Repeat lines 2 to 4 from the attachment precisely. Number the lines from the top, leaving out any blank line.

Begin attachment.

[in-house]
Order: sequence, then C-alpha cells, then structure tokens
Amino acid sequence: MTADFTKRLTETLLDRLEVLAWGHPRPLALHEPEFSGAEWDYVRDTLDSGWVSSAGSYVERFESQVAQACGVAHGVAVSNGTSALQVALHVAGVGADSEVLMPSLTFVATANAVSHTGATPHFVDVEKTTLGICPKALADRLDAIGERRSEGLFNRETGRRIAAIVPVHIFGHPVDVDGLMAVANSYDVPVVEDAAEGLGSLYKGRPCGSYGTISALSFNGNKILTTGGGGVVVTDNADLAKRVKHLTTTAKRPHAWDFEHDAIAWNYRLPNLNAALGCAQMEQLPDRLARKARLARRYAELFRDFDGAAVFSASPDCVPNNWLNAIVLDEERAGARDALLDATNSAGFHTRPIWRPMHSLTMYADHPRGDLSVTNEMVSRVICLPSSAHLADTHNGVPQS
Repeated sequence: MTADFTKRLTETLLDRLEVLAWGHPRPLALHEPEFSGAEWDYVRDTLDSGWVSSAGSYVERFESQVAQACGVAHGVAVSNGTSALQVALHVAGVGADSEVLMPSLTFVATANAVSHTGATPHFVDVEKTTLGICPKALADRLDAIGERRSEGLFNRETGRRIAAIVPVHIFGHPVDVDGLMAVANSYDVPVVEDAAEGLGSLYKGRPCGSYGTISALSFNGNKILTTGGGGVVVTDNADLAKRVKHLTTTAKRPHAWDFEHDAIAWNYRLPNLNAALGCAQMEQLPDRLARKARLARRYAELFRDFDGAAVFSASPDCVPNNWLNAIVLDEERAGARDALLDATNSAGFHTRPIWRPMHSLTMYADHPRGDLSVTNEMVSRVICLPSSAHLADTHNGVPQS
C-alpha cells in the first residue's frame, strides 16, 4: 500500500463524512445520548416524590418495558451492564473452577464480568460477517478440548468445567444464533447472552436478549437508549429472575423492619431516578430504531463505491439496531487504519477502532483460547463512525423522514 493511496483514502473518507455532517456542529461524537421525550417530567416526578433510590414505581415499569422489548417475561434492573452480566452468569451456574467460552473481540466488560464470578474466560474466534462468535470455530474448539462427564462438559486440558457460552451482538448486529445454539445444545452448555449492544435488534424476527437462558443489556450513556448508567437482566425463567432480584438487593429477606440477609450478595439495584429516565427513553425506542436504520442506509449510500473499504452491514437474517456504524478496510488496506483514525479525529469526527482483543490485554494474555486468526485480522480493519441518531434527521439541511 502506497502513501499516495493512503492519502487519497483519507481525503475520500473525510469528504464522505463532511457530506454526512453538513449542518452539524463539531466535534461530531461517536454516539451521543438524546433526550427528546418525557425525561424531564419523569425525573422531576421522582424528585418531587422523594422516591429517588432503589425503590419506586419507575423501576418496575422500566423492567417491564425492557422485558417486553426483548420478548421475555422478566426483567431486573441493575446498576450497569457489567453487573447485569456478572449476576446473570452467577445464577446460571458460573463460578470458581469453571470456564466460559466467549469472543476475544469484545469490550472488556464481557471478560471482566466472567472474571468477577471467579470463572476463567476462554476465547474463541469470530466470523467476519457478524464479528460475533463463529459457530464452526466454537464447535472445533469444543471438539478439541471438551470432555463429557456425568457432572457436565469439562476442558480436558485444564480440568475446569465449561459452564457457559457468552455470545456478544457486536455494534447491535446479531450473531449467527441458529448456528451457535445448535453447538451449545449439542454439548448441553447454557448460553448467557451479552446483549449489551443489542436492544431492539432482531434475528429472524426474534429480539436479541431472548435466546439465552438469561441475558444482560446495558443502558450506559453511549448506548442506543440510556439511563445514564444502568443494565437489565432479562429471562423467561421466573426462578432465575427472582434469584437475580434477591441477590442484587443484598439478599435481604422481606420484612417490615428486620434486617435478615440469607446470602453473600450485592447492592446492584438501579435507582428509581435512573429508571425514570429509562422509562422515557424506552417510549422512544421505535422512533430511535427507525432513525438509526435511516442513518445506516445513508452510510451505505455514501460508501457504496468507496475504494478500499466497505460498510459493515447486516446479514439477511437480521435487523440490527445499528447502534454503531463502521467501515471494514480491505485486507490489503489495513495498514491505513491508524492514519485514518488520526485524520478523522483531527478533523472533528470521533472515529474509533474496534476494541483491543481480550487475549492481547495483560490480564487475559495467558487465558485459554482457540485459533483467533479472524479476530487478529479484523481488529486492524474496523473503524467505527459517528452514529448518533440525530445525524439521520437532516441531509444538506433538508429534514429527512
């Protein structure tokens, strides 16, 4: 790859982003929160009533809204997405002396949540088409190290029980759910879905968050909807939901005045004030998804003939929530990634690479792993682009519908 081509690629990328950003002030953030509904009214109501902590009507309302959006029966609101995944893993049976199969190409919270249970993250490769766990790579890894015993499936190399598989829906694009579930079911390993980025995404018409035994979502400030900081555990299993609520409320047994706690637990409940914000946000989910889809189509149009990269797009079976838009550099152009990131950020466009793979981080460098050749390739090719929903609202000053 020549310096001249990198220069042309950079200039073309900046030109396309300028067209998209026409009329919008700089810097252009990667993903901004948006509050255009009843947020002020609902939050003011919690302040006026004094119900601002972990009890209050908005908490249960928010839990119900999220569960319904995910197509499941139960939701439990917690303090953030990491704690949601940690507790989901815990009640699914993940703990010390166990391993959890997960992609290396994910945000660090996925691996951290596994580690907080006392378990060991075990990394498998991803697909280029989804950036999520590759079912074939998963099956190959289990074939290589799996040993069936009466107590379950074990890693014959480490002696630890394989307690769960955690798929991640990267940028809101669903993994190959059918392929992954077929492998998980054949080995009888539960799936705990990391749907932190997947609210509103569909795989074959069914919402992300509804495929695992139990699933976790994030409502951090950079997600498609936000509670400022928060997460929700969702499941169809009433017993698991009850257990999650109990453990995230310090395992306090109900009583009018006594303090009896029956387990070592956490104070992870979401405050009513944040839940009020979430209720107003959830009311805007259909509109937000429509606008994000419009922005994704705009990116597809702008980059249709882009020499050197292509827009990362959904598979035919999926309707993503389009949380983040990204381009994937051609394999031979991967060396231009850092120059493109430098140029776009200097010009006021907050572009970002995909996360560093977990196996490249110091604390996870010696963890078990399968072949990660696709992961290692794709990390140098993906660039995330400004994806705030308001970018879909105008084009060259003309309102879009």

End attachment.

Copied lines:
Order: sequence, then C-alpha cells, then structure tokens
Amino acid sequence: MTADFTKRLTETLLDRLEVLAWGHPRPLALHEPEFSGAEWDYVRDTLDSGWVSSAGSYVERFESQVAQACGVAHGVAVSNGTSALQVALHVAGVGADSEVLMPSLTFVATANAVSHTGATPHFVDVEKTTLGICPKALADRLDAIGERRSEGLFNRETGRRIAAIVPVHIFGHPVDVDGLMAVANSYDVPVVEDAAEGLGSLYKGRPCGSYGTISALSFNGNKILTTGGGGVVVTDNADLAKRVKHLTTTAKRPHAWDFEHDAIAWNYRLPNLNAALGCAQMEQLPDRLARKARLARRYAELFRDFDGAAVFSASPDCVPNNWLNAIVLDEERAGARDALLDATNSAGFHTRPIWRPMHSLTMYADHPRGDLSVTNEMVSRVICLPSSAHLADTHNGVPQS
Repeated sequence: MTADFTKRLTETLLDRLEVLAWGHPRPLALHEPEFSGAEWDYVRDTLDSGWVSSAGSYVERFESQVAQACGVAHGVAVSNGTSALQVALHVAGVGADSEVLMPSLTFVATANAVSHTGATPHFVDVEKTTLGICPKALADRLDAIGERRSEGLFNRETGRRIAAIVPVHIFGHPVDVDGLMAVANSYDVPVVEDAAEGLGSLYKGRPCGSYGTISALSFNGNKILTTGGGGVVVTDNADLAKRVKHLTTTAKRPHAWDFEHDAIAWNYRLPNLNAALGCAQMEQLPDRLARKARLARRYAELFRDFDGAAVFSASPDCVPNNWLNAIVLDEERAGARDALLDATNSAGFHTRPIWRPMHSLTMYADHPRGDLSVTNEMVSRVICLPSSAHLADTHNGVPQS